By George Lorenzo – Published May 13, 2021 in Workforce Monitor – Subscribe to the WFMonitor eNewsletter
The U.S. Bureau of Labor Statistics (BLS) estimates that by 2024, the U.S. population will include 41 million people age 55 and older, with 13 million people comprising the 65 and older age group. The 65 and older “are projected to have faster rates of labor force growth annually than any other age groups.”
The older adult labor force growth levels are driven by the fact that Boomers are living longer (tragic COVID death rates not withstanding), are healthier, and are more educated than previous generations – all of which increases their likelihood to stay employed. Plus, many Boomers aged 62 and older need to remain in the workforce to supplement their Social Security benefits out of necessity to remain financially solvent.
Types of Jobs Held by Older Adults
In 2016, more than 42% of workers aged 55 and older were employed in “management, professional, and related occupations, a somewhat higher proportion than that for all workers.” Many of these older adults took on part-time positions. “BLS data show that about 27 percent of workers ages 55 and older, and 18 percent of workers ages 25 to 54, were part time (usually one to 34 hours per week), in 2016. For workers ages 65 and older, the rate of part-time employment is even higher: 40 percent.”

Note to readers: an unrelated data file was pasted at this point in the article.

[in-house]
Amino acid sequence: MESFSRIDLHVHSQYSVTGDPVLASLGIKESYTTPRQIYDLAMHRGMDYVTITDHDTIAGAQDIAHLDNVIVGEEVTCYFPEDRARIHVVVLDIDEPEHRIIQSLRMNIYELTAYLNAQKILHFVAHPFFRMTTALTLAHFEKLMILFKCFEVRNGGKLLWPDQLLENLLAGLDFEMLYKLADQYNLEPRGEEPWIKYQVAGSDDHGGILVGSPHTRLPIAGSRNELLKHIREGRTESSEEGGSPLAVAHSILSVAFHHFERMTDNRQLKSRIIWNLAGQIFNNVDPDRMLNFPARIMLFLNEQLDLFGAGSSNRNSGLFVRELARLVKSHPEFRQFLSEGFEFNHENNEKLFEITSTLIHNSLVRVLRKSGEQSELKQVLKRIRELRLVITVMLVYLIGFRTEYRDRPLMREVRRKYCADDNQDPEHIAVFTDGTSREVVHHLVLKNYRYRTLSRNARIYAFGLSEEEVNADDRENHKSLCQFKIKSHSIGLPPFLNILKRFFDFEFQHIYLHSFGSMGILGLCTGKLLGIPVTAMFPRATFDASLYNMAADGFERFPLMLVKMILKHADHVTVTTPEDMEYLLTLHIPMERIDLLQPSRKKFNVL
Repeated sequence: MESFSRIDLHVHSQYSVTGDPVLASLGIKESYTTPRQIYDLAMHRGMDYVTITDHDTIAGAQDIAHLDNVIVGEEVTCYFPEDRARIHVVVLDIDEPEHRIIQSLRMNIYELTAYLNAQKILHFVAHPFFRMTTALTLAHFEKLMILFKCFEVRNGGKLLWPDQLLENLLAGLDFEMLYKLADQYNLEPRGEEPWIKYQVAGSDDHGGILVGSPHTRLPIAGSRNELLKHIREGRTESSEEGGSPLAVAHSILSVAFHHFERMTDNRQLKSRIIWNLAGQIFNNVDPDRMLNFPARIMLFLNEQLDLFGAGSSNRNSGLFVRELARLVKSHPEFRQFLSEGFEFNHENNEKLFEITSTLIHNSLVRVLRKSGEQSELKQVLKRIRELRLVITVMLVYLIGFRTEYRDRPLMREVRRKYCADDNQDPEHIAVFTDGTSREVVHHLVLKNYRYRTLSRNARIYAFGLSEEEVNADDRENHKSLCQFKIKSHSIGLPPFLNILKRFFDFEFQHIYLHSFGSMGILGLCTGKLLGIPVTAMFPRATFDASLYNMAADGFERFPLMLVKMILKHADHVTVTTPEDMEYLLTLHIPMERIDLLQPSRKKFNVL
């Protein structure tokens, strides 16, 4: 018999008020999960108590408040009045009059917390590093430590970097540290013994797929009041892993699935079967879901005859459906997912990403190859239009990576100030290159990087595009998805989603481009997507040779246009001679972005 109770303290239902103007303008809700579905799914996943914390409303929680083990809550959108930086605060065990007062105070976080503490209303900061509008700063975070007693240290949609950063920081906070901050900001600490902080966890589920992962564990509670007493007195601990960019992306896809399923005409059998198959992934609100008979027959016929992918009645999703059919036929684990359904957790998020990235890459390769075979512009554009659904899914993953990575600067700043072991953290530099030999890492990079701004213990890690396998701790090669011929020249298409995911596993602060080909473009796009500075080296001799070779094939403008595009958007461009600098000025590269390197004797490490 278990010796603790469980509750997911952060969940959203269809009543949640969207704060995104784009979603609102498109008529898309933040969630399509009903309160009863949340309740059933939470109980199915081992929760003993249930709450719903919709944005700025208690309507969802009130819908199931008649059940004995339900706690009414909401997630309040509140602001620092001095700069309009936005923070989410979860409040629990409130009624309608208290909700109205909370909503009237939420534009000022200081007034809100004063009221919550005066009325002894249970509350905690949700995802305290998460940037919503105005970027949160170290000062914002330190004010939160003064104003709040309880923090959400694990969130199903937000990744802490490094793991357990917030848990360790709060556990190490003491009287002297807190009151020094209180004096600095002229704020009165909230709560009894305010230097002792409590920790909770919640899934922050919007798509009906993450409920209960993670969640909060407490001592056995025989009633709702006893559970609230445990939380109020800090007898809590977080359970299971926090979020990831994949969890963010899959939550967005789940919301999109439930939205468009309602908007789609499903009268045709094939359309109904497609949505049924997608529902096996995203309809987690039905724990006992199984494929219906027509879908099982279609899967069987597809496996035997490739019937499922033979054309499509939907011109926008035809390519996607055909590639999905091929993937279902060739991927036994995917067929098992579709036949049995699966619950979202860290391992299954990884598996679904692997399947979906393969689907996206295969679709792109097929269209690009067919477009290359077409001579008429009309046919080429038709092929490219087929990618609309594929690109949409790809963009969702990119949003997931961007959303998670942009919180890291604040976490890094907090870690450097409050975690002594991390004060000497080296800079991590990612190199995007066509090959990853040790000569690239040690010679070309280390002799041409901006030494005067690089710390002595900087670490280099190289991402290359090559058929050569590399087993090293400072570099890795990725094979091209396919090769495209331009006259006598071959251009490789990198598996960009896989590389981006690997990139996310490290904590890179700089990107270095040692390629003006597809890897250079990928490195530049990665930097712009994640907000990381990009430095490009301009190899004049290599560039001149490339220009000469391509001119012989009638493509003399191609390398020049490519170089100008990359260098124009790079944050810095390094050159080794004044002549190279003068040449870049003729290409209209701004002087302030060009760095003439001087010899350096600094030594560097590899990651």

Self-Employed Older Adults
Additionally, older adult workers are more likely to be self-employed compared to workers in younger groups. “BLS data show that workers in older age groups have higher rates of self-employment than do workers in younger groups. Knowledge and resources gained through years of experience may put older workers in a good position to work for themselves.”
BLS also lists the following most common self-employment occupations for older adults in 2016: animal trainers; craft artists; door-to door sales workers; news and street vendors and related workers; farmers, ranchers, and other agricultural managers; fine artists, including painters, sculptors, and illustrators; fishing and hunting workers; hairdressers, hairstylists, and cosmetologists; massage therapists; musicians, singers, and related workers; photographers; tailors, dressmakers, and sewers; and writers and authors.
Older adults are also lauded as some of the most successful entrepreneurs. As noted in a recent Next Avenue article, “The founders of McDonalds’s, Coca Cola, and Kentucky Fried Chicken, for instance, were all over 50 when they launched their empires.”
Why More Companies Should Consider Hiring Older Adults
In “The Case for Hiring Older Workers,” published by the Harvard Business Review in September 2019, Josh Bersin and Tomas Chamorro-Premuzic present a strong argument for companies to adjust their often ageist thinking to instead support the hiring of older adults. They provide a counter argument to studies done by Deloitte and AARP indicating that as much as two thirds of companies “considered old age a competitive disadvantage,” believing that older adults are less inclined to roll up their sleeves and do the work that their younger peers would be more apt to do. Bersin and Chamorro-Premuzic claim that such thinking is completely inaccurate, and, with job vacancies outnumbering applicants since 2018, older adult workers are needed more than ever.